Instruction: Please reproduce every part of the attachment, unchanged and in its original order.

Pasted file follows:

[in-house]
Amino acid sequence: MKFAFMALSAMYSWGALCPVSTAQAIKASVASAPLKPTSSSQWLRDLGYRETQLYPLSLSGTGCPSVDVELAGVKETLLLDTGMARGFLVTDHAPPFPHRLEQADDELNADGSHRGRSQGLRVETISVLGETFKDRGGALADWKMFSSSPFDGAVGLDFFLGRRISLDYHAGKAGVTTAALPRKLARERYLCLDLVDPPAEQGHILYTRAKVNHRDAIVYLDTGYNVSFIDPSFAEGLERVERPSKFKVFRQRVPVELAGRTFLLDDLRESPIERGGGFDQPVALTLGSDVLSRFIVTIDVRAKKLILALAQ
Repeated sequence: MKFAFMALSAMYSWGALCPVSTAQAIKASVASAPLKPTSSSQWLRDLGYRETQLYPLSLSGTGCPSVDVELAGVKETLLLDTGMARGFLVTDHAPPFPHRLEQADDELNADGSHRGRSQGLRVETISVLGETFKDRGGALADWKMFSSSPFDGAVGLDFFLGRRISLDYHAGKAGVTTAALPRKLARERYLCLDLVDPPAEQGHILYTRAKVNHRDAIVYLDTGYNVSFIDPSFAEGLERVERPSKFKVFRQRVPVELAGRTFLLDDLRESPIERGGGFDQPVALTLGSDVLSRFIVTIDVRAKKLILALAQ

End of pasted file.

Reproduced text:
[in-house]
Amino acid sequence: MKFAFMALSAMYSWGALCPVSTAQAIKASVASAPLKPTSSSQWLRDLGYRETQLYPLSLSGTGCPSVDVELAGVKETLLLDTGMARGFLVTDHAPPFPHRLEQADDELNADGSHRGRSQGLRVETISVLGETFKDRGGALADWKMFSSSPFDGAVGLDFFLGRRISLDYHAGKAGVTTAALPRKLARERYLCLDLVDPPAEQGHILYTRAKVNHRDAIVYLDTGYNVSFIDPSFAEGLERVERPSKFKVFRQRVPVELAGRTFLLDDLRESPIERGGGFDQPVALTLGSDVLSRFIVTIDVRAKKLILALAQ
Repeated sequence: MKFAFMALSAMYSWGALCPVSTAQAIKASVASAPLKPTSSSQWLRDLGYRETQLYPLSLSGTGCPSVDVELAGVKETLLLDTGMARGFLVTDHAPPFPHRLEQADDELNADGSHRGRSQGLRVETISVLGETFKDRGGALADWKMFSSSPFDGAVGLDFFLGRRISLDYHAGKAGVTTAALPRKLARERYLCLDLVDPPAEQGHILYTRAKVNHRDAIVYLDTGYNVSFIDPSFAEGLERVERPSKFKVFRQRVPVELAGRTFLLDDLRESPIERGGGFDQPVALTLGSDVLSRFIVTIDVRAKKLILALAQ